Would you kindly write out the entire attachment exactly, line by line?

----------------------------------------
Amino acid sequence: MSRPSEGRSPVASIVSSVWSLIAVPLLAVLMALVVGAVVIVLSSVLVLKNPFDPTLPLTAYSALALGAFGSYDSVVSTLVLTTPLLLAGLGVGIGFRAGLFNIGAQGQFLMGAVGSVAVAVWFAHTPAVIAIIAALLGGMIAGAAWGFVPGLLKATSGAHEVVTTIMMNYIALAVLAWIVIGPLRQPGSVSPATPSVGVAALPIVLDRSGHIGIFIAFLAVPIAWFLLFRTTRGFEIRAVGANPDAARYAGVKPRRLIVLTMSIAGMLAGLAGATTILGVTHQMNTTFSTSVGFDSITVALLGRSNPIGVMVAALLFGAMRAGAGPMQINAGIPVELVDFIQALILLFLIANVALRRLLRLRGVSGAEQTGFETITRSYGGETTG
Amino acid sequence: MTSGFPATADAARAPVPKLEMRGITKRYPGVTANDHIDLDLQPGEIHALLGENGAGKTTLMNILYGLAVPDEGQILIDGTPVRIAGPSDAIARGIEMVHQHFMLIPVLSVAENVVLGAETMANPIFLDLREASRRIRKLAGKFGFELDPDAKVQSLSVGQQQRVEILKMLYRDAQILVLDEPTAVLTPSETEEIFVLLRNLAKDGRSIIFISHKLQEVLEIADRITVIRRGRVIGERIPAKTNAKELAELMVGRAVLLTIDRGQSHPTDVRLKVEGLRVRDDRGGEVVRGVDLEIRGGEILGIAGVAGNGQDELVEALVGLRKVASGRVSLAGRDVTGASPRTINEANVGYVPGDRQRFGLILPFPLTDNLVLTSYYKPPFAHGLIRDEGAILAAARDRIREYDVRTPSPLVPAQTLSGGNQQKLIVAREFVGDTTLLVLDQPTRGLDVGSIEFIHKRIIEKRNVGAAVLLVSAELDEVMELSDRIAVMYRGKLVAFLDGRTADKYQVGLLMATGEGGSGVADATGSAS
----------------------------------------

Amino acid sequence: MSRPSEGRSPVASIVSSVWSLIAVPLLAVLMALVVGAVVIVLSSVLVLKNPFDPTLPLTAYSALALGAFGSYDSVVSTLVLTTPLLLAGLGVGIGFRAGLFNIGAQGQFLMGAVGSVAVAVWFAHTPAVIAIIAALLGGMIAGAAWGFVPGLLKATSGAHEVVTTIMMNYIALAVLAWIVIGPLRQPGSVSPATPSVGVAALPIVLDRSGHIGIFIAFLAVPIAWFLLFRTTRGFEIRAVGANPDAARYAGVKPRRLIVLTMSIAGMLAGLAGATTILGVTHQMNTTFSTSVGFDSITVALLGRSNPIGVMVAALLFGAMRAGAGPMQINAGIPVELVDFIQALILLFLIANVALRRLLRLRGVSGAEQTGFETITRSYGGETTG
Amino acid sequence: MTSGFPATADAARAPVPKLEMRGITKRYPGVTANDHIDLDLQPGEIHALLGENGAGKTTLMNILYGLAVPDEGQILIDGTPVRIAGPSDAIARGIEMVHQHFMLIPVLSVAENVVLGAETMANPIFLDLREASRRIRKLAGKFGFELDPDAKVQSLSVGQQQRVEILKMLYRDAQILVLDEPTAVLTPSETEEIFVLLRNLAKDGRSIIFISHKLQEVLEIADRITVIRRGRVIGERIPAKTNAKELAELMVGRAVLLTIDRGQSHPTDVRLKVEGLRVRDDRGGEVVRGVDLEIRGGEILGIAGVAGNGQDELVEALVGLRKVASGRVSLAGRDVTGASPRTINEANVGYVPGDRQRFGLILPFPLTDNLVLTSYYKPPFAHGLIRDEGAILAAARDRIREYDVRTPSPLVPAQTLSGGNQQKLIVAREFVGDTTLLVLDQPTRGLDVGSIEFIHKRIIEKRNVGAAVLLVSAELDEVMELSDRIAVMYRGKLVAFLDGRTADKYQVGLLMATGEGGSGVADATGSAS